Under questioning at the committee hearing, Linwood added: “They wrote off more than they should have done. They wrote off software that was working and infrastructure that was working. They were written off because the business decided not to use them.”
A major business change
He described the project as “a major business change” that was dependent on users changing the way they did their jobs. It seems apparent from evidence on both sides that the business never fully understood the scale of changes required.
The BBC continues to point the finger at IT for failing to deliver, although former BBC Trust member Anthony Fry acknowledged that trustees did not have sufficient knowledge around the technology and that external consultants should have been appointed to keep a closer eye on the IT aspects.
Somewhat ironically, BBC director of operations Dominic Coles told MPs that the broadcaster plans to change the way it delivers technology in future by “chunking it up in definable separate projects” – in other words, agile by a different name.
The National Audit Office (NAO) report into DMI highlighted failures of governance and said that BBC executives “did not have sufficient grip of the programme”. The NAO also pointed to the lack of a senior responsible owner (SRO) from the business, and stated that the BBC’s management of the DMI was "focused more on the technological aspects of the programme rather than enabling BBC-wide change".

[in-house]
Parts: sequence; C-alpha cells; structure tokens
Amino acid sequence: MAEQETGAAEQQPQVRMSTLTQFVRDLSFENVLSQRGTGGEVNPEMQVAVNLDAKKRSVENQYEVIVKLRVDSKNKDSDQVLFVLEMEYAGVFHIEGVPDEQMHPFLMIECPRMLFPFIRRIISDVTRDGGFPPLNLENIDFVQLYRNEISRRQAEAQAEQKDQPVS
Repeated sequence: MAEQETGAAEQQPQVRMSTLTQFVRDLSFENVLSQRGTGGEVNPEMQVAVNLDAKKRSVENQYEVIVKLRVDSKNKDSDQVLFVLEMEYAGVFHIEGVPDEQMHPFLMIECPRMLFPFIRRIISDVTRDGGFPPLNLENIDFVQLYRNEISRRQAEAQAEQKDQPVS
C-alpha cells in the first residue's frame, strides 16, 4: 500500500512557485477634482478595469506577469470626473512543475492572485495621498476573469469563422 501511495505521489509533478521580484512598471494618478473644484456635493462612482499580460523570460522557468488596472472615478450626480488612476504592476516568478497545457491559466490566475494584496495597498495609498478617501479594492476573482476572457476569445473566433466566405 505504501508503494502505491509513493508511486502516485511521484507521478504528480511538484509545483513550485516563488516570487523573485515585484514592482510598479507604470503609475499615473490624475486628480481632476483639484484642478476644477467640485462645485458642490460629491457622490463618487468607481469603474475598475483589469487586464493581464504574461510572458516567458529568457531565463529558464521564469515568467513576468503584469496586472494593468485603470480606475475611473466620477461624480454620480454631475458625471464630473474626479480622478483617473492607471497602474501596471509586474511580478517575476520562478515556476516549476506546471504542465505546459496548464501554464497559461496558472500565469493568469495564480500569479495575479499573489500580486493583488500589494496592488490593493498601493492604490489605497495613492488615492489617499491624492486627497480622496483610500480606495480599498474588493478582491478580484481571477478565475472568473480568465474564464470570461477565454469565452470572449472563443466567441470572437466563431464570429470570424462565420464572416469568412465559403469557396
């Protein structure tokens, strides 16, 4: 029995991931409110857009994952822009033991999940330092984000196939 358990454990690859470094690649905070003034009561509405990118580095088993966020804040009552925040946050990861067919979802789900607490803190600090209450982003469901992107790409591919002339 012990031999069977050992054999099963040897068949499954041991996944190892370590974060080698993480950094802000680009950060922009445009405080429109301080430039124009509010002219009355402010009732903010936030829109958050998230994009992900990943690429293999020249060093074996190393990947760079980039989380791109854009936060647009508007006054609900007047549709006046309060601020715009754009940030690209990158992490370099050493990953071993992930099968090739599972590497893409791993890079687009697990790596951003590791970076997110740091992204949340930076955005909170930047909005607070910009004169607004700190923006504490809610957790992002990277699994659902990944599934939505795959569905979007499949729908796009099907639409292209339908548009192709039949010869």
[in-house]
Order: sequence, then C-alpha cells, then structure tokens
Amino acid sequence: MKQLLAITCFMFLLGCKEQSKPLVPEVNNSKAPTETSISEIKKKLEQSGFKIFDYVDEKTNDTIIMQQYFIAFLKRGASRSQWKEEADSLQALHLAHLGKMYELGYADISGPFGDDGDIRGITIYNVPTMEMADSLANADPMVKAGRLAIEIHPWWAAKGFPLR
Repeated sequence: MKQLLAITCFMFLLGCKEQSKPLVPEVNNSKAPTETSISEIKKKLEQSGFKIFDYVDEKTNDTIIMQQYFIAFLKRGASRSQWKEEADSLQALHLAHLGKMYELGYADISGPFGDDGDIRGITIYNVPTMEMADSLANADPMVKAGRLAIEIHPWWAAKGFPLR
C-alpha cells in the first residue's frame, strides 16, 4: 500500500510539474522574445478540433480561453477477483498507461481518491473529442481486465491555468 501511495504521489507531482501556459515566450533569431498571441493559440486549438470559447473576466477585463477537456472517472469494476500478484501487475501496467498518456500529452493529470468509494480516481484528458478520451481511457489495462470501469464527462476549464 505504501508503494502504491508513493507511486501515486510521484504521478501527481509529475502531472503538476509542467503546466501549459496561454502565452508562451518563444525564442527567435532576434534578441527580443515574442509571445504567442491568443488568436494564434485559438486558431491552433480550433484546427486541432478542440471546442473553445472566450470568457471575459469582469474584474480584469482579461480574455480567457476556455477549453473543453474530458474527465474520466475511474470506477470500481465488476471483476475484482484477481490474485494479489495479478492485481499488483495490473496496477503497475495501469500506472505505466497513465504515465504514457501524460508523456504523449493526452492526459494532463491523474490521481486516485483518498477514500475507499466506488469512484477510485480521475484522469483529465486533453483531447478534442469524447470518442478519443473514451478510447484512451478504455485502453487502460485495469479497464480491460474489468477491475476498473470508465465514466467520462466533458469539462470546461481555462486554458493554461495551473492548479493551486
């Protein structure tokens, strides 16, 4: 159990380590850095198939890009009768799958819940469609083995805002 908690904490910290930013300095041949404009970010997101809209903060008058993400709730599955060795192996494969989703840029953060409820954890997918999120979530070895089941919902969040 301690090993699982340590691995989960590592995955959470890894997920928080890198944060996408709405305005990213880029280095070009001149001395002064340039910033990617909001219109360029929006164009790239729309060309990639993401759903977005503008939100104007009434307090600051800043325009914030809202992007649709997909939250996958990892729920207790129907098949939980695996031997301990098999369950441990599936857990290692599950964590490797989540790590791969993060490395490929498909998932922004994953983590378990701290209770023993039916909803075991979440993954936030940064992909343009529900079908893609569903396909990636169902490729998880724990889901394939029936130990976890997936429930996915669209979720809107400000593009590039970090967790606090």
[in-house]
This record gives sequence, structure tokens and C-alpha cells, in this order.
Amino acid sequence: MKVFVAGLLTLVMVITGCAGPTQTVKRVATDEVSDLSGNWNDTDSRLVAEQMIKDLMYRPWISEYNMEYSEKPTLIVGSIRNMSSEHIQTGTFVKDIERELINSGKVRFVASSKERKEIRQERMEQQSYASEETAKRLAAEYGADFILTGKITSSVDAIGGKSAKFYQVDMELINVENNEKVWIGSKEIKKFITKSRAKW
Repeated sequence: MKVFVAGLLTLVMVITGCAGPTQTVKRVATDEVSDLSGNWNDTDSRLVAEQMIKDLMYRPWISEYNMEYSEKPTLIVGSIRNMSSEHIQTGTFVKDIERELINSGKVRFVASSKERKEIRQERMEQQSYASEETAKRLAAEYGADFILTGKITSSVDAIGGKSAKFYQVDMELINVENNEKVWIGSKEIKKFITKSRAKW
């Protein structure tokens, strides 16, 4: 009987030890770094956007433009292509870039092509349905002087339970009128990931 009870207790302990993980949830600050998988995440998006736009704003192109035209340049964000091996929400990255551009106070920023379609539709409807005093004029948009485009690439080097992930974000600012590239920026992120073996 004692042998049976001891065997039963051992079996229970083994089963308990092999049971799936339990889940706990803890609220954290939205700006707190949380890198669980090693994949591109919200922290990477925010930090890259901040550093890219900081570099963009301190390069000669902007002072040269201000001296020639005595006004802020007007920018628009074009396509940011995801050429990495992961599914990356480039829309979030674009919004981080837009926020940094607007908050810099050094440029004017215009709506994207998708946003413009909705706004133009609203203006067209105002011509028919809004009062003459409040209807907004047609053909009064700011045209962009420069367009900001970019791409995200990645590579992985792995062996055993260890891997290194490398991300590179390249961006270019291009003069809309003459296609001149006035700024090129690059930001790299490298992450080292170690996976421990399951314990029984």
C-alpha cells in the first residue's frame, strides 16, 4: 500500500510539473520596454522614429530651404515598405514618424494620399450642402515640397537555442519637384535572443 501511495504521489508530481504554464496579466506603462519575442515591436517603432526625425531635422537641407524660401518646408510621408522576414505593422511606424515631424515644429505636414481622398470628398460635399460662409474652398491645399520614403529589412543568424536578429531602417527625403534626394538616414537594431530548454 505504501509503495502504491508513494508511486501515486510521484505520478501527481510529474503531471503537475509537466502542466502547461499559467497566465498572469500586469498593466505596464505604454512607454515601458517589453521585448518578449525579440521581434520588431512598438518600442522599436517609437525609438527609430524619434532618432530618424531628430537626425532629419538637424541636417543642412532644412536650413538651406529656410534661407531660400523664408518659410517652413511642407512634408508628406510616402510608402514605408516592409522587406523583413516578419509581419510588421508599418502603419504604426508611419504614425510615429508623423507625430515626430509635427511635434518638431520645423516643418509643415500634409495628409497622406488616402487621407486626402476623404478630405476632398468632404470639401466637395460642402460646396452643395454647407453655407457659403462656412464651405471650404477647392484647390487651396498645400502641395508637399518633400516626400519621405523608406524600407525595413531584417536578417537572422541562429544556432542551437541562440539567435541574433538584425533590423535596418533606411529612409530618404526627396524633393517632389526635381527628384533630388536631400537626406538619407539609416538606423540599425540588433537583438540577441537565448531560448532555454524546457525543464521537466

Coles told MPs that the BBC will, in future, appoint an SRO for every major project.
Throughout the project the team informed me that the biggest single challenge facing the project was the changes to requirements requested by the business
Former BBC CTO John Linwood
Even now, Linwood and the BBC disagree about what was finally delivered. The CTO said that one tool, called the metadata archive, is in use by 5,000 BBC users. Coles responded that the metadata archive has only 168 active users because the system is “incredibly clunky” and “difficult to operate”.
“It can take up to 10 times longer to use the archive database than the legacy system,” he said.
The BBC said it will now use off-the-shelf technology to support its production processes. Linwood countered to MPs that: “If the BBC didn’t do DMI, each department would go and buy each system and it would be more money.”
In his written statement to the PAC, Linwood said: “Commodity production tools do not offer the functionality that the DMI project, with all its integrated parts, offered. The use of commodity tools would require a significant compromise by the business in their requirements, as they do not integrate with BBC systems, cannot be shared across all production areas, and don’t acquire production metadata through the production process.
"DMI did all these things while still allowing the production teams to use the third-party commercial editing tools they wanted to.”
But Cole said the BBC no longer needed “one, integrated, all-works-or-nothing-works plan".
He said, they said...
DMI was not the first major IT project to founder on the rocks of disagreements between business and IT leaders – and it will not be the last. But few IT projects have to bear the public scrutiny that the BBC does, and the embarrassment of seeing its dirty technology linen washed in public.
John Linwood may yet have his day in court. But many of his IT leadership peers will recognise and sympathise with the problems that led to his departure.